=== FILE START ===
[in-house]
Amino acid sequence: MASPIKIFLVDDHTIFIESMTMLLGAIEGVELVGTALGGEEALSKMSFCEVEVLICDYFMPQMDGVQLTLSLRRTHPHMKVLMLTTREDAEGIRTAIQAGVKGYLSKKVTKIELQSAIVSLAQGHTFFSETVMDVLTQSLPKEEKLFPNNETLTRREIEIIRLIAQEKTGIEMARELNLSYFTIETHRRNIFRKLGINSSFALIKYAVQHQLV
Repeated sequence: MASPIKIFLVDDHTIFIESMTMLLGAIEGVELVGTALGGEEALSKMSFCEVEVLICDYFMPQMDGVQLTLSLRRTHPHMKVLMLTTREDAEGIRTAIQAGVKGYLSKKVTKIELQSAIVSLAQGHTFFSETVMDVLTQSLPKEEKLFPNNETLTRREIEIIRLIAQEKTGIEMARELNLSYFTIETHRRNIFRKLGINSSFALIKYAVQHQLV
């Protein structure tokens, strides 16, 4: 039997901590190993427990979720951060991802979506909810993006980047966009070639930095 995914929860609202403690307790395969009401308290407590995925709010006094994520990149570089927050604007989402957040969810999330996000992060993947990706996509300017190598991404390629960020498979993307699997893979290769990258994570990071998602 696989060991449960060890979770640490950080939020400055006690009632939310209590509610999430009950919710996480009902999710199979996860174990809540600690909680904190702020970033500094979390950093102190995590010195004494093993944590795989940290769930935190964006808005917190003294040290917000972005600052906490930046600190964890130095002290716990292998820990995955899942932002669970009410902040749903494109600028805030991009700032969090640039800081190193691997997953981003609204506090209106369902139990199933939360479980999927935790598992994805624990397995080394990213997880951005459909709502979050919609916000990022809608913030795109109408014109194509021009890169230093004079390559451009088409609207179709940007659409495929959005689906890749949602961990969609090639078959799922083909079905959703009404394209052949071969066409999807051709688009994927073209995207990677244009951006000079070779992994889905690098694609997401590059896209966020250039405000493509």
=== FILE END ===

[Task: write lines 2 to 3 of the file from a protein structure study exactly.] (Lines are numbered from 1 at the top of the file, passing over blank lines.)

Amino acid sequence: MASPIKIFLVDDHTIFIESMTMLLGAIEGVELVGTALGGEEALSKMSFCEVEVLICDYFMPQMDGVQLTLSLRRTHPHMKVLMLTTREDAEGIRTAIQAGVKGYLSKKVTKIELQSAIVSLAQGHTFFSETVMDVLTQSLPKEEKLFPNNETLTRREIEIIRLIAQEKTGIEMARELNLSYFTIETHRRNIFRKLGINSSFALIKYAVQHQLV
Repeated sequence: MASPIKIFLVDDHTIFIESMTMLLGAIEGVELVGTALGGEEALSKMSFCEVEVLICDYFMPQMDGVQLTLSLRRTHPHMKVLMLTTREDAEGIRTAIQAGVKGYLSKKVTKIELQSAIVSLAQGHTFFSETVMDVLTQSLPKEEKLFPNNETLTRREIEIIRLIAQEKTGIEMARELNLSYFTIETHRRNIFRKLGINSSFALIKYAVQHQLV